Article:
What is more important? Economics or deen or do you have to make that choice? I think that at different stages in your life it is natural to worry about things more than at other stages. If a brother has a big family it is a hard decision because if you raise your kids in one of these small communities it is hard to keep them on the deen at the same time you can’t take them someplace where they will be starving.


67 thoughts on “Finding a Community That is Good for Your Deen and Your Wallet

  1. TX has a large Muslim community, especially Houston and then Dallas area. I think wherever u go u r gonna find a set of problems. your friend would find problems even if he emigrated to Mecca or Madinah. I think we have to make the best of where you are and not much more you can do than that.

    you meant to write jibaro

  2. I might add to the list above, some of the cities below the Northern Virginia area that are still on the east coast. Some communities in North and South Carolina and Georgia are heavily populated with various groups of muslims some of whom one could easily find someone to bond with. Consider yourselves lucky you didn’t encounter the “salafis” dawah in your town.

  3. There are some big communities in Texas, but they are mostly immigrant dominated and a lot of Americans, including myself, are not to keen on moving to Texas because of cultural issues. ATL is the Black Mecca as they call it but I don’t find too many Muslims wanting to move their for deen now that Imam Jamil is gone, and as far as the Carolinas I think that is a part of a greater trend bigger than the Muslim community and that is the Northeast moving south all the way down highway 95 getting away from the high cost of living. I think it is important for Muslims to be in communtties where they can prosper, especially converts, but you have to eat first. Thanks for the Spanish spell-check BTW sister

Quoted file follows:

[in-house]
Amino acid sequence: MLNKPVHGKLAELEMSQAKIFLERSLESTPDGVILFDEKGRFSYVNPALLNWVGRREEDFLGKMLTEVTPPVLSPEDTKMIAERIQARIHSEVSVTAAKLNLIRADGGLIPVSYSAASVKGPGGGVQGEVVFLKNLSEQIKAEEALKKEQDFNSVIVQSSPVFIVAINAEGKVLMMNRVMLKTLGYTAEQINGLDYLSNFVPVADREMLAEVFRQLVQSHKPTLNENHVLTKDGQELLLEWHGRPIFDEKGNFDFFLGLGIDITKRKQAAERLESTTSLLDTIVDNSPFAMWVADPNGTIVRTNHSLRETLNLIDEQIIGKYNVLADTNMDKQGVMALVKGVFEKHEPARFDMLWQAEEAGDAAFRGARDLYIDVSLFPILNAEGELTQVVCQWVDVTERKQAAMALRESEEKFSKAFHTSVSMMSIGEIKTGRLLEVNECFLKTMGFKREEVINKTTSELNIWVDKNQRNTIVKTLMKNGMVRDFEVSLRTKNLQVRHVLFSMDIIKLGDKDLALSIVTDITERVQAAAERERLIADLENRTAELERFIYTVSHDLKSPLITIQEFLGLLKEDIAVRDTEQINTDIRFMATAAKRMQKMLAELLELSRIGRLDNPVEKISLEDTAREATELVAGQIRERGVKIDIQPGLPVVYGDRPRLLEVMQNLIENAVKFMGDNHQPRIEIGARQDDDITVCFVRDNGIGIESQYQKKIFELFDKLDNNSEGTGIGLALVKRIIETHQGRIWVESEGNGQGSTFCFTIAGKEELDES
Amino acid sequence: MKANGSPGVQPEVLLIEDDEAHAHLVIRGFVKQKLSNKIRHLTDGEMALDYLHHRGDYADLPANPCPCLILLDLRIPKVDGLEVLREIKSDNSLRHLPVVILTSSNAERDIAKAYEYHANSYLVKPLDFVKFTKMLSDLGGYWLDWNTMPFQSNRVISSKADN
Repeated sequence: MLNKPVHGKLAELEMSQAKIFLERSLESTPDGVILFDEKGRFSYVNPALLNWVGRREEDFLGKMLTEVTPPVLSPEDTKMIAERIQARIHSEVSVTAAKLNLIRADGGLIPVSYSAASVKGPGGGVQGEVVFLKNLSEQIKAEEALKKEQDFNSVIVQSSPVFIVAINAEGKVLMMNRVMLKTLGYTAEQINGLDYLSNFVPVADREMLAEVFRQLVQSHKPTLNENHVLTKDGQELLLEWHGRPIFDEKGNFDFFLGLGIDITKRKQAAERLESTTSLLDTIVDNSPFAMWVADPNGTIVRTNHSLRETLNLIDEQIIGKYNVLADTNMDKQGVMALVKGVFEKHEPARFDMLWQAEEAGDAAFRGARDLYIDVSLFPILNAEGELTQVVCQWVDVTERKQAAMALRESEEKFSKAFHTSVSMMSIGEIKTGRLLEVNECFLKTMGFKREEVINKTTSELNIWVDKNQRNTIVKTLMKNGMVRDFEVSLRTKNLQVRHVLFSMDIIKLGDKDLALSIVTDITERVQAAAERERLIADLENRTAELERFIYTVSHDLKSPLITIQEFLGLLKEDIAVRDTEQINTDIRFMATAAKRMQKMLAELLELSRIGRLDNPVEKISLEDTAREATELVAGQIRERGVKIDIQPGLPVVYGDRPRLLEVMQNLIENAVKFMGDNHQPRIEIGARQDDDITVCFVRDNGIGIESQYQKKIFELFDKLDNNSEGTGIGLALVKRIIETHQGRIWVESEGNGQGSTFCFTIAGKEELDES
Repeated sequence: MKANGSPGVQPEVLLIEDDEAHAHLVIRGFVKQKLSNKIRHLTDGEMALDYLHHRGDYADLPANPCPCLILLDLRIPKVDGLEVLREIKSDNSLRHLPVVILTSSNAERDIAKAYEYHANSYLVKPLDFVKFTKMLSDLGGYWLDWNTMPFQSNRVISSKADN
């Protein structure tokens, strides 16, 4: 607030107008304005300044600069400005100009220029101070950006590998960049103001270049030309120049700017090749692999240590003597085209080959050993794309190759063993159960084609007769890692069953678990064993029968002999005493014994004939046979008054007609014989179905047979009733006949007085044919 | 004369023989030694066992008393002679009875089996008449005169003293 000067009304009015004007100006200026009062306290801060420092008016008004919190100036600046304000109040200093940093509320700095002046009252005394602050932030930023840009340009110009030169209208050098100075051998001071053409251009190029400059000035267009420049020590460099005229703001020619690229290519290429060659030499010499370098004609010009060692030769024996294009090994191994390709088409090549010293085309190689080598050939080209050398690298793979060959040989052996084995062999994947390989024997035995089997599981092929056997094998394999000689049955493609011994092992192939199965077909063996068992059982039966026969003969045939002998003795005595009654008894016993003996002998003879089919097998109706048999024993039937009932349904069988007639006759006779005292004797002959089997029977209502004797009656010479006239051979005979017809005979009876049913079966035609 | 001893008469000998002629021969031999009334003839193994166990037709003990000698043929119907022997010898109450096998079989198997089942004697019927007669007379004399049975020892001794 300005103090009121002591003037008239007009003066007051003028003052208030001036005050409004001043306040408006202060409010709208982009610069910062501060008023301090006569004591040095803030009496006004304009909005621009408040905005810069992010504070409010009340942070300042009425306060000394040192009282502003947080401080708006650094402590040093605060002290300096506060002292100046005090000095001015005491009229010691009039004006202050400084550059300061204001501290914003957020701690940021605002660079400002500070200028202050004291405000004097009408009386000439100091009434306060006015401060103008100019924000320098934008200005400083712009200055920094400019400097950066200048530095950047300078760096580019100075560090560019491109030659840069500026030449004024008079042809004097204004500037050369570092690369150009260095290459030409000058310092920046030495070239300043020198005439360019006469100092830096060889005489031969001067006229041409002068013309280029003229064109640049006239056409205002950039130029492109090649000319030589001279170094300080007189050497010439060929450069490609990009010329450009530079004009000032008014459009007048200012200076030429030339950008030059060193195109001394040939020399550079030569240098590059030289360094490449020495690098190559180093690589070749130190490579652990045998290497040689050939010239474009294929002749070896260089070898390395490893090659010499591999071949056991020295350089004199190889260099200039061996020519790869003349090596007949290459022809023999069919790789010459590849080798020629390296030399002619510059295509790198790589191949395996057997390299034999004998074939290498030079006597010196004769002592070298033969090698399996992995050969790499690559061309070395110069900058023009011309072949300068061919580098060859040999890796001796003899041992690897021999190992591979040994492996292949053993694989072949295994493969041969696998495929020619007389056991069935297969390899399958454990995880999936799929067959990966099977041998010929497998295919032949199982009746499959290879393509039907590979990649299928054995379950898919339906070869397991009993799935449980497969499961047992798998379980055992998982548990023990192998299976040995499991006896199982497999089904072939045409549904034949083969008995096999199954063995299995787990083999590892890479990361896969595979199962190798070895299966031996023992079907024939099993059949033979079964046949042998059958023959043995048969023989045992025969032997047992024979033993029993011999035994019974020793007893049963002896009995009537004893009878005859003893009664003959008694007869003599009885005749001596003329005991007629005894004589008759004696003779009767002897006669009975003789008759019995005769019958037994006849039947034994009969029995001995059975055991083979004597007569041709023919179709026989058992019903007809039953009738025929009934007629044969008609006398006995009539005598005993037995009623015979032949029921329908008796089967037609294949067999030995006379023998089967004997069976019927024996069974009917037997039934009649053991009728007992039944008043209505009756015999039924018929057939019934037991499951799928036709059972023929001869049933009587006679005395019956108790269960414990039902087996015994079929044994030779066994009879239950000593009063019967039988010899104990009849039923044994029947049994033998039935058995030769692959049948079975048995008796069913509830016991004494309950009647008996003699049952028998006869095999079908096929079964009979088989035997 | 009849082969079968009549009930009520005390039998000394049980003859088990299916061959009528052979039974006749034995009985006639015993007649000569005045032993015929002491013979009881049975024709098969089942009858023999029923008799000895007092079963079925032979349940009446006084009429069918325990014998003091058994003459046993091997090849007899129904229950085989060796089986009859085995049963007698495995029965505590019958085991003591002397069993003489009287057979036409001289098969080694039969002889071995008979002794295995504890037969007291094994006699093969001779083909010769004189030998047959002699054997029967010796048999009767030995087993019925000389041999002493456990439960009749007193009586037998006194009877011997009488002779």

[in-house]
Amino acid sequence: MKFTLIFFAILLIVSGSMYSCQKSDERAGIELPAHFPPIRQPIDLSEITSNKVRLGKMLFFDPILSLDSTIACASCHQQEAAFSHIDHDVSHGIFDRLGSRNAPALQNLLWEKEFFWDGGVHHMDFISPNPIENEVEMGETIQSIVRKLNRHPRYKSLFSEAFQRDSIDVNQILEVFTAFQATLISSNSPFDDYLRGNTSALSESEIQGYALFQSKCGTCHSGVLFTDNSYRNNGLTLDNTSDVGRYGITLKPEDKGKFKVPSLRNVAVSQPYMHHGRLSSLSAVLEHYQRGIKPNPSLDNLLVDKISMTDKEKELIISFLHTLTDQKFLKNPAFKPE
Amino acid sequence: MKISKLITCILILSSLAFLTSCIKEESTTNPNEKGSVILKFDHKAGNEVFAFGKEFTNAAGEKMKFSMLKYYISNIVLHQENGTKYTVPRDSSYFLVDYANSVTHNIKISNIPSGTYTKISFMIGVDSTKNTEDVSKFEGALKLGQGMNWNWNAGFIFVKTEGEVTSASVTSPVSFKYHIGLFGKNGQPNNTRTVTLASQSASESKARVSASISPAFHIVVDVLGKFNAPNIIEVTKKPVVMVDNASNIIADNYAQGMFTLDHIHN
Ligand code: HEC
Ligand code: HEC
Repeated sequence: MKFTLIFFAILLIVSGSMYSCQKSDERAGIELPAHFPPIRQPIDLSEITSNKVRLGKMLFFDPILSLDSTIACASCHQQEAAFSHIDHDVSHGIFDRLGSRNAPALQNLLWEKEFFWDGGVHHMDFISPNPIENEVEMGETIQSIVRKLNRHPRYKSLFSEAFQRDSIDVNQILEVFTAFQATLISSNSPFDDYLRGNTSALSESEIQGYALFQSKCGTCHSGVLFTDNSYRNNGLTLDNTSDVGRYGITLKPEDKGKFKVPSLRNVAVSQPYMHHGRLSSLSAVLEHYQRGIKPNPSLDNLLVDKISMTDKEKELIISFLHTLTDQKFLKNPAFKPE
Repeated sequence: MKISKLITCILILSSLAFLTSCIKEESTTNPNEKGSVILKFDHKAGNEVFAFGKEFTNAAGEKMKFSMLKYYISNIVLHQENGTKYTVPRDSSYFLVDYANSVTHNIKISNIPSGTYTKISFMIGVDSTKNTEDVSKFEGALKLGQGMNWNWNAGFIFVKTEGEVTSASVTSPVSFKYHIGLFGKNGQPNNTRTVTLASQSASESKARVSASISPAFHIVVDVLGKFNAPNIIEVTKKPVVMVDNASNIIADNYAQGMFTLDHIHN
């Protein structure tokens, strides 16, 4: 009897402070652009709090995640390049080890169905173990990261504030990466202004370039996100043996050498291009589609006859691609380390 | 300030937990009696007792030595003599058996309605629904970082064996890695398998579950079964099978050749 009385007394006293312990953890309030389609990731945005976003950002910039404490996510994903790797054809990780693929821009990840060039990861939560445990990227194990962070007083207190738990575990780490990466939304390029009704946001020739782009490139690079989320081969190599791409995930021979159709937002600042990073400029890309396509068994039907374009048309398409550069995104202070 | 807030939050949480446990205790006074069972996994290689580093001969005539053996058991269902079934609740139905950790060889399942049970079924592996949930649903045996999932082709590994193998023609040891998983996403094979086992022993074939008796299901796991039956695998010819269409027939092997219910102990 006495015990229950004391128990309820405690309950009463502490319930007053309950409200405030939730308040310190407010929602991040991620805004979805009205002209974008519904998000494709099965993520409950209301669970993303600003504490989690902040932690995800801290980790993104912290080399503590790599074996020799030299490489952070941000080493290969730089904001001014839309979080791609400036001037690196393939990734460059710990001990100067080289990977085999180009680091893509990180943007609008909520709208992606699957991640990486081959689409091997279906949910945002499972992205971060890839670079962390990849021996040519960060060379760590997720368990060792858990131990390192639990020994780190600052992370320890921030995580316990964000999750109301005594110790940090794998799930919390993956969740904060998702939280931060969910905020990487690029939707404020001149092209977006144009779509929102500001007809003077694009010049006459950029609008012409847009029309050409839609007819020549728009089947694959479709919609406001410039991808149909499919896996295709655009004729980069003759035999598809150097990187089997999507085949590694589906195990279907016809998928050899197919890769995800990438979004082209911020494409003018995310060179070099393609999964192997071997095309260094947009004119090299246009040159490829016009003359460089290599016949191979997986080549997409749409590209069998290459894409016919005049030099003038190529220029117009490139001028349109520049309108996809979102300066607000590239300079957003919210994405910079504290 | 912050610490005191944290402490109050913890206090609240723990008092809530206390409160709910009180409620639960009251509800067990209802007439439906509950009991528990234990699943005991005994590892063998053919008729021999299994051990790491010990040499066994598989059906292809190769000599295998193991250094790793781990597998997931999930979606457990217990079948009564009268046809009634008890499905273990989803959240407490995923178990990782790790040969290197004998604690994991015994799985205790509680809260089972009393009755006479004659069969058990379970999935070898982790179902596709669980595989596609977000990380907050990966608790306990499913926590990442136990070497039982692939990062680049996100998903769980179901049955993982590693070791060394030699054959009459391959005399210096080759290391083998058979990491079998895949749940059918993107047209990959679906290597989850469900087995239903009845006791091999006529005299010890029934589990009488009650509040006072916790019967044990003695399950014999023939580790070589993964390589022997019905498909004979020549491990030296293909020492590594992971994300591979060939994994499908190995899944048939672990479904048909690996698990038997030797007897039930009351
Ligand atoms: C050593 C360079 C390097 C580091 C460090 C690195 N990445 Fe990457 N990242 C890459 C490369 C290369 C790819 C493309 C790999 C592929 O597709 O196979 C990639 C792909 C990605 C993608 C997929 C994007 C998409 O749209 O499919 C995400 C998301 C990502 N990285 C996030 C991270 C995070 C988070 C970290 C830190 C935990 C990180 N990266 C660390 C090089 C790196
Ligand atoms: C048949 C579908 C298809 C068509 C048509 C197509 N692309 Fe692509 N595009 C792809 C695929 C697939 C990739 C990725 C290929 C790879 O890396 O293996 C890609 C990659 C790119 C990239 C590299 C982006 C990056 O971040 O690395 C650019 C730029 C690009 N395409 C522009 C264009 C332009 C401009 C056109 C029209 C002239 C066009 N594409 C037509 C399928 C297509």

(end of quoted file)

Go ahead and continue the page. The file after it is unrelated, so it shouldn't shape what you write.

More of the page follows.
4. The issue is ‘paper’ (a degree or skill). If you have that ‘paper’, you can live just about anywhere you want and not have to worry about it. On the higher end of the pay scale, the pay is more on the East Coast because those jobs don’t exist in large numbers in rust belt and southern cities except Dallas, ATL and Houston.

    Philadelphia’s cost of living is relatively cheap compared to the rest of the region, there are lots of converts and a vibrant community. But you have to like an urban environment and a lot of Muslims in America don’t like Philly’s urban-ness

  5. As-salamu`alaikum Umar,

    Many thanks for the link to the AlMaghrib Institute. Does anyone know if their scholars speak/teach in the U.K?

  6. My dh and I were discussing this the other day. It would seem that to merely survive in the U.S now both mother and father would have to work.

    I am from Chicago and there are Muslims everyone, but the majority are upon misguidance. Also it is an urban area so many of the Muslims make their money from haram. I don’t know how it is now for the younger ones, but the deen was very weak when I was there. Had it not been for Islam I would have never left Chicago, I love it as a city. I miss many aspects of it, but as a Muslim I was strifled there and it is no place I would want to raise Muslim children or any children for that matter.

    I later moved to NOVA, Fairfax county at that and the cost of living was out of this world. I heard the prices o everthing increased since we left and I often wondered how we would be making it if we were still there.